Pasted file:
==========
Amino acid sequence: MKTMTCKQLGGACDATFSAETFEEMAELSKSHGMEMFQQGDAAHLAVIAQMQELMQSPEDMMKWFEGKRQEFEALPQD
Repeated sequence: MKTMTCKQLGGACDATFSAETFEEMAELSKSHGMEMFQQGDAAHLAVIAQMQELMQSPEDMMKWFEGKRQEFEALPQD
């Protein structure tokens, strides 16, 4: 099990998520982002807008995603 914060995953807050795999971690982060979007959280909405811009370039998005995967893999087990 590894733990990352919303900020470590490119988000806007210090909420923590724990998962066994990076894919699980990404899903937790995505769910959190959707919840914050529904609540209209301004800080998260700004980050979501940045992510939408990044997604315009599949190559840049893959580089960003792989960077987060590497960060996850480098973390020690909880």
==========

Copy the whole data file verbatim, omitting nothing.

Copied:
Amino acid sequence: MKTMTCKQLGGACDATFSAETFEEMAELSKSHGMEMFQQGDAAHLAVIAQMQELMQSPEDMMKWFEGKRQEFEALPQD
Repeated sequence: MKTMTCKQLGGACDATFSAETFEEMAELSKSHGMEMFQQGDAAHLAVIAQMQELMQSPEDMMKWFEGKRQEFEALPQD
């Protein structure tokens, strides 16, 4: 099990998520982002807008995603 914060995953807050795999971690982060979007959280909405811009370039998005995967893999087990 590894733990990352919303900020470590490119988000806007210090909420923590724990998962066994990076894919699980990404899903937790995505769910959190959707919840914050529904609540209209301004800080998260700004980050979501940045992510939408990044997604315009599949190559840049893959580089960003792989960077987060590497960060996850480098973390020690909880």